When the team from Mitchell Stout architects first ascended into the King Country, they were not disappointed by the destination
2005: Mitchell & Stout’s King Country ‘tramping hut’
In a boom economy with rocket-boosted real estate prices, the 2005 Home of the Year was, to some, a refreshing selection: a moderately budgeted, idiosyncratic home with magnificent views not of a millionaire’s seascape, but an unapologetically rural King Country valley.
When the team from Mitchell Stout architects first drove south across the Waikato then ascended into the King Country, into a valley dotted with boulders, they were thrilled by the awareness of a journey and were not disappointed by the destination.
Mother Nature had been particularly magnanimous in this corner of the world: jewel-like countryside, a sparkling stream, and a picturesque slope that faces the sun. But it was the land’s spiritual undercurrents that brought something special to the project.
Called Otoparae, the place to stand and look out over open country, the hillside where the home is built is nearby what was once a fortified sentry post.
“So it was important to be sensitive to the history of the area,” explains Julie Stout.
Armed with a comprehensive brief made up of a detailed insight into the way their clients choose to live, Mitchell Stout set about designing the ‘tramping hut’ the owners were keen to inhabit. The clients wanted the home constructed around the workings of their daily routines.
“In some way they eschewed the idea of comfort – well not masses of it anyway,” explains Stout. “They wanted to be part of the outdoors, not shut off.”
Mindful of creating an open structure to capture the north-west panorama, Mitchell Stout wanted to provide some contrasting solidity on the south face of the home. They settled on a covered corridor, dug into the hillside, which anchors the house and forms its spine.
A nearby farmer was surprised and not a little bemused at the architects’ request to deliver truckloads of Rhyolite boulders, prevalent in the King Country, to the building site. Artfully arranged in textural walls, they add an original and localised element to this indoor/outdoor ‘room’.
The transparency of Durolite sheet roofing is juxtaposed with regularly spaced macrocarpa and plywood gussets that span overhead. Spray-finished Bondor panels can be opened to let in light and air.
This is a multi-purpose space that acts as an entrance, links the family, utilitarian and sleeping pods of the home and, importantly, reinforces the owners’ appreciation for living in the moment.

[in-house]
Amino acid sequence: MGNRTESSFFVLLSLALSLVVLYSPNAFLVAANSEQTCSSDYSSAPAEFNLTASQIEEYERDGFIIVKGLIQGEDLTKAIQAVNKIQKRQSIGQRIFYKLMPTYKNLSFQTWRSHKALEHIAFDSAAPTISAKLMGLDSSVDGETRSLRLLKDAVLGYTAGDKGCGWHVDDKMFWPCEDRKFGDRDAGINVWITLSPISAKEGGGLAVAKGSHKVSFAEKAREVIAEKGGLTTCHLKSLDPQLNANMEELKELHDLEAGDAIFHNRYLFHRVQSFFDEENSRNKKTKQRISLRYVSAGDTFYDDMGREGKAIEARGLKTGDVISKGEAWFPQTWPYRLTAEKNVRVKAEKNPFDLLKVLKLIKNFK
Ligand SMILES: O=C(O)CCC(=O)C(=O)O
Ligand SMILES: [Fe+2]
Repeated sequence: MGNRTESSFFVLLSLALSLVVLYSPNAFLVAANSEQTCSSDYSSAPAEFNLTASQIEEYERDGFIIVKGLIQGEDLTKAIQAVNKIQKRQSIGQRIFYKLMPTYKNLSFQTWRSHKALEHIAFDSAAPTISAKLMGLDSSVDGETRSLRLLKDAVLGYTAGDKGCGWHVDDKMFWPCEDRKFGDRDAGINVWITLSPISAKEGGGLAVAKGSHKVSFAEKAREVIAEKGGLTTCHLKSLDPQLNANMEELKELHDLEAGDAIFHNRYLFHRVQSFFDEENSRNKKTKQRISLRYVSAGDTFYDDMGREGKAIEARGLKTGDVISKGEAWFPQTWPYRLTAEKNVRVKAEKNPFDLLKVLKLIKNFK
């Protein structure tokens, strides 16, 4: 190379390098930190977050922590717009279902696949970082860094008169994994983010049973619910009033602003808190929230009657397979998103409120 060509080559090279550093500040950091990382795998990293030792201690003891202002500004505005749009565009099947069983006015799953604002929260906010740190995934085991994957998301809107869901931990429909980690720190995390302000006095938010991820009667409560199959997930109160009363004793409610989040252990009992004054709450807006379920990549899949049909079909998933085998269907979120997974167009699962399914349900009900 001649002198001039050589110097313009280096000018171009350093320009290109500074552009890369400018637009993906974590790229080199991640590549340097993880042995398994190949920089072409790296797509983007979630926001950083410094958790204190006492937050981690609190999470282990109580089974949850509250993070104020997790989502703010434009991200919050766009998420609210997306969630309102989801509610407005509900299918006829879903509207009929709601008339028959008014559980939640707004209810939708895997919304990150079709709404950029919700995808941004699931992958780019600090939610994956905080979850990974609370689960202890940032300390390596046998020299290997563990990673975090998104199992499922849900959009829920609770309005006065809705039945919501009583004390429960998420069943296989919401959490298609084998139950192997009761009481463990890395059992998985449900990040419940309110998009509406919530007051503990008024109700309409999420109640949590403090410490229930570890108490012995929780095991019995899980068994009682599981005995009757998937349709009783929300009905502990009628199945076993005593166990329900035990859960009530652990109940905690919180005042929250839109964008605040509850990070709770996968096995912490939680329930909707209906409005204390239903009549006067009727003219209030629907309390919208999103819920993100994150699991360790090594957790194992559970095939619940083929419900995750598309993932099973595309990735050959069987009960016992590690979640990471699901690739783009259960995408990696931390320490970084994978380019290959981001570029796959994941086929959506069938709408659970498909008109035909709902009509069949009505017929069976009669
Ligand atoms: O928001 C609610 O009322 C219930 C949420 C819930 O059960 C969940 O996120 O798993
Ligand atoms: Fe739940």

“There’s a deliberate change of material from the corridor to the rest of the home as well as a change of level,” explains Stout.
Visitors descend to the timber and weathered steel front door, into the corridor where they can choose to remove muddy boots and then step up into the living room.
Low slot windows in the kitchen frame a green paddock, walls to hang artwork enhance the intimacy of the space and finally, sliding glass doors on the corner of the home usher in the glorious big picture. “I hardly need to open the windows or doors here,” says one of the owners, “as I feel I’m already outside.”
Books and art, colours and comfort transform this newly constructed dwelling into a place of humanity. Contrast this with the vertiginous sense of floating over a paddock and you have a recipe for a life less ordinary.
As long-time family land in a part of the country where property prices are unlikely to soar, the pair was determined not to overcapitalise. This meant use of economical lightweight materials, plus the home was based on a regular 2,400mm plan.
With positive input from the architects and local tradespeople, they say they are very happy with their first-time building experience.
“They [the architects] ‘got’ what we wanted straight away,” says one of the owners.
Working with strict boundaries and budgets, the team delivered a home that speaks of the New Zealand vernacular and looks ahead to a long, happy future.
Words by: Claire McCall. Photography by: Patrick Reynolds